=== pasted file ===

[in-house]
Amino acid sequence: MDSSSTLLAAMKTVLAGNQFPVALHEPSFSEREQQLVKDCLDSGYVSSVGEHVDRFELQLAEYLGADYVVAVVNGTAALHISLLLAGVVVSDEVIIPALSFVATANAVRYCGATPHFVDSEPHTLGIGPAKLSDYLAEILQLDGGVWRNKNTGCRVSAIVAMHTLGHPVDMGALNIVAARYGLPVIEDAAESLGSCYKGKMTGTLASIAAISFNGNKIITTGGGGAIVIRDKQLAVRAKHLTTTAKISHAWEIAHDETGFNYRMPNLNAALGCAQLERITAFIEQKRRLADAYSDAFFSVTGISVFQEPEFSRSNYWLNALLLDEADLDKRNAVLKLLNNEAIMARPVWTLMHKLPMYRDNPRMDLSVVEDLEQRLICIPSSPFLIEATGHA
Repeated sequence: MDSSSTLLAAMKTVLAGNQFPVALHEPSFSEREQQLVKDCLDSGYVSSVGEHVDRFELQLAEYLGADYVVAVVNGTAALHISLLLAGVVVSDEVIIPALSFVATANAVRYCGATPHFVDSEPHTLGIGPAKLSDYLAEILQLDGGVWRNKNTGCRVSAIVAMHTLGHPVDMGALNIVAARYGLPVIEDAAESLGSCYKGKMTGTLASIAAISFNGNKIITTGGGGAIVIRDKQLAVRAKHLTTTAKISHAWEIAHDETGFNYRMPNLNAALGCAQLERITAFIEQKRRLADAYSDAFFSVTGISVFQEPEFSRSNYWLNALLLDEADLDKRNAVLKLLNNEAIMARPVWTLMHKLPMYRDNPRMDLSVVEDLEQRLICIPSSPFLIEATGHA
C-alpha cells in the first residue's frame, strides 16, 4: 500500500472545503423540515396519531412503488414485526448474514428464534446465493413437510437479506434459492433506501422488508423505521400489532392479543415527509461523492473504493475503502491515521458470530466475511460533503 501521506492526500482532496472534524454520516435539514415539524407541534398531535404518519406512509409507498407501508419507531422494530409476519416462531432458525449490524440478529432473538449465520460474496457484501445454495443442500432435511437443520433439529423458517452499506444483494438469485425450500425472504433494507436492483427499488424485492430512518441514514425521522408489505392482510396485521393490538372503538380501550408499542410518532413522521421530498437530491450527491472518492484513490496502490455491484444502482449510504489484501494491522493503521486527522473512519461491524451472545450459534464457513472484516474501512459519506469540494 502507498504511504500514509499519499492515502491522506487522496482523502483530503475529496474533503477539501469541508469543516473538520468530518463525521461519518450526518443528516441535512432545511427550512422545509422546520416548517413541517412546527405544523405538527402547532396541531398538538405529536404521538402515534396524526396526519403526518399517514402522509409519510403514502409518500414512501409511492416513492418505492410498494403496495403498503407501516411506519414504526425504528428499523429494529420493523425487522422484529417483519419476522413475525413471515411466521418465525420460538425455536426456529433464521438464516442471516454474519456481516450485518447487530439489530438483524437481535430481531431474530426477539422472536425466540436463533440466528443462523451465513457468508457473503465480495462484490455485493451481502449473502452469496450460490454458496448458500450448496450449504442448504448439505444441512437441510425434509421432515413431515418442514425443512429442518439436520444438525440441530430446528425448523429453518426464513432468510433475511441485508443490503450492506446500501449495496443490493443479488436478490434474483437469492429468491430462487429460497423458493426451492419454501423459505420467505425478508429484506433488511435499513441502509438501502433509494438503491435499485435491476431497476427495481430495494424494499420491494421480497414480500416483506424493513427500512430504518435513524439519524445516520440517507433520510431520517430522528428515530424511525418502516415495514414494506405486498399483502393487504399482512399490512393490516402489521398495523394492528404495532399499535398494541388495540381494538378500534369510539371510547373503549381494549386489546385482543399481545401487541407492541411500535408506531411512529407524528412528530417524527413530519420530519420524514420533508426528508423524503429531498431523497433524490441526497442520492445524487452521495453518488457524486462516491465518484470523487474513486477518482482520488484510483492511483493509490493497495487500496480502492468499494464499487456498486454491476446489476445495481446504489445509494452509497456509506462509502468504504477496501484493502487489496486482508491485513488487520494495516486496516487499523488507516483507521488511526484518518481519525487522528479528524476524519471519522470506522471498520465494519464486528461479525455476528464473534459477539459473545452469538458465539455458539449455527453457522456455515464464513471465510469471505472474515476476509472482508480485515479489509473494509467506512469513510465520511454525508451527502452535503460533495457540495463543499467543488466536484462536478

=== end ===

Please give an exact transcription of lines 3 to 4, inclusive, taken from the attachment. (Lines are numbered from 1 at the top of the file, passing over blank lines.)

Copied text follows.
Repeated sequence: MDSSSTLLAAMKTVLAGNQFPVALHEPSFSEREQQLVKDCLDSGYVSSVGEHVDRFELQLAEYLGADYVVAVVNGTAALHISLLLAGVVVSDEVIIPALSFVATANAVRYCGATPHFVDSEPHTLGIGPAKLSDYLAEILQLDGGVWRNKNTGCRVSAIVAMHTLGHPVDMGALNIVAARYGLPVIEDAAESLGSCYKGKMTGTLASIAAISFNGNKIITTGGGGAIVIRDKQLAVRAKHLTTTAKISHAWEIAHDETGFNYRMPNLNAALGCAQLERITAFIEQKRRLADAYSDAFFSVTGISVFQEPEFSRSNYWLNALLLDEADLDKRNAVLKLLNNEAIMARPVWTLMHKLPMYRDNPRMDLSVVEDLEQRLICIPSSPFLIEATGHA
C-alpha cells in the first residue's frame, strides 16, 4: 500500500472545503423540515396519531412503488414485526448474514428464534446465493413437510437479506434459492433506501422488508423505521400489532392479543415527509461523492473504493475503502491515521458470530466475511460533503 501521506492526500482532496472534524454520516435539514415539524407541534398531535404518519406512509409507498407501508419507531422494530409476519416462531432458525449490524440478529432473538449465520460474496457484501445454495443442500432435511437443520433439529423458517452499506444483494438469485425450500425472504433494507436492483427499488424485492430512518441514514425521522408489505392482510396485521393490538372503538380501550408499542410518532413522521421530498437530491450527491472518492484513490496502490455491484444502482449510504489484501494491522493503521486527522473512519461491524451472545450459534464457513472484516474501512459519506469540494 502507498504511504500514509499519499492515502491522506487522496482523502483530503475529496474533503477539501469541508469543516473538520468530518463525521461519518450526518443528516441535512432545511427550512422545509422546520416548517413541517412546527405544523405538527402547532396541531398538538405529536404521538402515534396524526396526519403526518399517514402522509409519510403514502409518500414512501409511492416513492418505492410498494403496495403498503407501516411506519414504526425504528428499523429494529420493523425487522422484529417483519419476522413475525413471515411466521418465525420460538425455536426456529433464521438464516442471516454474519456481516450485518447487530439489530438483524437481535430481531431474530426477539422472536425466540436463533440466528443462523451465513457468508457473503465480495462484490455485493451481502449473502452469496450460490454458496448458500450448496450449504442448504448439505444441512437441510425434509421432515413431515418442514425443512429442518439436520444438525440441530430446528425448523429453518426464513432468510433475511441485508443490503450492506446500501449495496443490493443479488436478490434474483437469492429468491430462487429460497423458493426451492419454501423459505420467505425478508429484506433488511435499513441502509438501502433509494438503491435499485435491476431497476427495481430495494424494499420491494421480497414480500416483506424493513427500512430504518435513524439519524445516520440517507433520510431520517430522528428515530424511525418502516415495514414494506405486498399483502393487504399482512399490512393490516402489521398495523394492528404495532399499535398494541388495540381494538378500534369510539371510547373503549381494549386489546385482543399481545401487541407492541411500535408506531411512529407524528412528530417524527413530519420530519420524514420533508426528508423524503429531498431523497433524490441526497442520492445524487452521495453518488457524486462516491465518484470523487474513486477518482482520488484510483492511483493509490493497495487500496480502492468499494464499487456498486454491476446489476445495481446504489445509494452509497456509506462509502468504504477496501484493502487489496486482508491485513488487520494495516486496516487499523488507516483507521488511526484518518481519525487522528479528524476524519471519522470506522471498520465494519464486528461479525455476528464473534459477539459473545452469538458465539455458539449455527453457522456455515464464513471465510469471505472474515476476509472482508480485515479489509473494509467506512469513510465520511454525508451527502452535503460533495457540495463543499467543488466536484462536478